September 5, 2017 |

In a recent article Battered, But Still Afloat, British author Anatol Lieven speaks about the resilience of the Pakistani society. While reviewing various strands of the society, Lieven lists the extended family and the Army as the two institutions that, he says, have been central reasons why crises that would have sunk other states have left Pakistan battered, but still afloat.

“The centrality of the Army to Pakistan’s existence and future has been demonstrated both by its victory over the Pakistani Taliban and by China’s commitment to CPEC and its associated projects, which was made possible by the defeat of the Pakistani Taliban,” Lieven says. In addition to ongoing military operations against terrorist outfits, the Army has been assisting civil authorities in management of natural calamities as well.

Rescue and relief operations carried following the 2005 earthquake, the massive floods of 2010 and 2011, and the recent torrential rains in Karachi are just a few examples.

A gallery in the Pakistan Army Museum – devoted to the evolution of the global war on terrorism and the military’s operations in the Pak- Afghan border areas since December 2001 – offers a chilling reminder of the sacrifices that this country and its Armed forces have rendered.

The subversion of the Constitution and self-serving socio-political engineering adventures by military generals like Ziaul Haq (Islamisation) and Pervaiz Musharraf (ill-conceived enlightened moderation) obscures a lot of good that the Armed forces have done for their country.

Sucked into affairs of electoral politics, the Army officers are expected to go by the cardinal principles taught to them in training: command and obey.

To our misfortune, such episodes have only served to distort the country’s political economy and stunt the growth of other national institutions like the judiciary, interior and foreign affairs ministries, and provincial police departments.

Former Army chief General Ashfaq Kayani had admitted this in a detailed interaction with a group of policy experts and journalists in September 2009. He told us that negative consequences of Army’s involvement in politics had led them to step back. He recalled that soon after the March 2008 elections, he had requested all party heads at a meeting at the Prime Minister’s House to avoid involving the Army in their party matters. “We will follow your command whenever needed but try avoiding calling us out to dealing with political situations,” Kayani recalled as saying to then Prime Minister Yousuf Raza Gillani and others.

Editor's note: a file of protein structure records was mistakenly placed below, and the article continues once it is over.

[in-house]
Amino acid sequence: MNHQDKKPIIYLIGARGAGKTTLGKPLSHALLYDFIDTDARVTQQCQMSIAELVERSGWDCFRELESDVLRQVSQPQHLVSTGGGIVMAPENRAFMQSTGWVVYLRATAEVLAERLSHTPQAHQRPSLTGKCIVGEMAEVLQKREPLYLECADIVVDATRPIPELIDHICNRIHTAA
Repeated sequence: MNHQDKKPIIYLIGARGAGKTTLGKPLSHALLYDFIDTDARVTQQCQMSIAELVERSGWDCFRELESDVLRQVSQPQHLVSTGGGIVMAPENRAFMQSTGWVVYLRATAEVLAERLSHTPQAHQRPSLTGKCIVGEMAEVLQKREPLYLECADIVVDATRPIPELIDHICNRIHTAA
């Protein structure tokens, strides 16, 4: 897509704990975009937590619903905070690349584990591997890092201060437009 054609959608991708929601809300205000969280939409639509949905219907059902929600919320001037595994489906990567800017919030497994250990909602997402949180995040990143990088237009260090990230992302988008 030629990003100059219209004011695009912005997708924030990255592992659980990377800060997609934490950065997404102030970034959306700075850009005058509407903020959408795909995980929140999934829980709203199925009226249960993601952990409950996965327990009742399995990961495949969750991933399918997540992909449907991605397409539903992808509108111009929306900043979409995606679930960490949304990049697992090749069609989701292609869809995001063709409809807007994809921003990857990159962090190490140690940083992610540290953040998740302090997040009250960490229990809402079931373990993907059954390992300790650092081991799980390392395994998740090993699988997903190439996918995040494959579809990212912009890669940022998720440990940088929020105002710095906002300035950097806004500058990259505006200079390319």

Kayani also spelt out the course the Army was to take from then onwards with regards to outfits challenging the writ of the state. Under this policy, the Awami National Party (ANP) had been requested to guide talks with the Tehreek-e-Nifaz-e-Shariat-e-Mohammadi (TNSM) chief Maulana Sufi Mohammad. By May 2009, the ANP had figured that talks were hardly of any use in solving the crisis, Kayani told us.

Under Kayani, the military establishment had also reached the conclusion that there would be no more talks with Tehreek-e-Taliban Pakistan (TTP).

The PML-N government did give talks a shot in early 2014, but as forecasted by observers, that turned out to be a futile attempt. The Army followed up with Operation Zarb-e-Azb that continues to date as Operation Raddul Fassad, with varying degrees of success against militant groups.

Even foreign observers, including US Army generals such David Petreus, Admiral M. Mullen, and General Nicholson as well as the former UK Army chief General Dave Richards, have lauded these counter-terrorism operations.

Notwithstanding the Army’s involvement in politics in the past, its efforts against terrorist outfits remain laudable.

Since the Army Public School tragedy, the Army has led paramilitary forces, civilian intelligence and police in Khyber Pakhtunkhwa and Balochistan to identify, divide, degrade and eventually neutralise several terror groups.

The terror threat still at hand is primarily a consequence of deterioration in Pakistan’s relations with India and Afghanistan. Also, our partnership with the United States in the latter’s war against terrorism has been given as reason for violence against the state by groups such as Al-Qaeda or Daesh.

Progress on these two fronts would require both the Army and the civilians to think and act in unison. The way they did in response to President Donald Trump’s recent diatribe against Pakistan.

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